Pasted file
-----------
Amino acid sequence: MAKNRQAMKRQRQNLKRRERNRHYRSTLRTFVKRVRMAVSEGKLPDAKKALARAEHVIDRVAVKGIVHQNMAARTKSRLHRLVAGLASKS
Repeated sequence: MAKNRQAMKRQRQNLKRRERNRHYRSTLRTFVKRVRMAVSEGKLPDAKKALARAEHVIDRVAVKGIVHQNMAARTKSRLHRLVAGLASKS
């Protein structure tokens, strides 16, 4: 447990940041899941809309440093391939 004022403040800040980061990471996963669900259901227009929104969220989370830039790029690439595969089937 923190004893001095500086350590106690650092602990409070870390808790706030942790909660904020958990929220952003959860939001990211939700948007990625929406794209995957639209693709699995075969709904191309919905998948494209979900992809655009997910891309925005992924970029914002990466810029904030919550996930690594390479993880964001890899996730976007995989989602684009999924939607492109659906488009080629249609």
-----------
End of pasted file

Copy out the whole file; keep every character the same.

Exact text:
Amino acid sequence: MAKNRQAMKRQRQNLKRRERNRHYRSTLRTFVKRVRMAVSEGKLPDAKKALARAEHVIDRVAVKGIVHQNMAARTKSRLHRLVAGLASKS
Repeated sequence: MAKNRQAMKRQRQNLKRRERNRHYRSTLRTFVKRVRMAVSEGKLPDAKKALARAEHVIDRVAVKGIVHQNMAARTKSRLHRLVAGLASKS
């Protein structure tokens, strides 16, 4: 447990940041899941809309440093391939 004022403040800040980061990471996963669900259901227009929104969220989370830039790029690439595969089937 923190004893001095500086350590106690650092602990409070870390808790706030942790909660904020958990929220952003959860939001990211939700948007990625929406794209995957639209693709699995075969709904191309919905998948494209979900992809655009997910891309925005992924970029914002990466810029904030919550996930690594390479993880964001890899996730976007995989989602684009999924939607492109659906488009080629249609």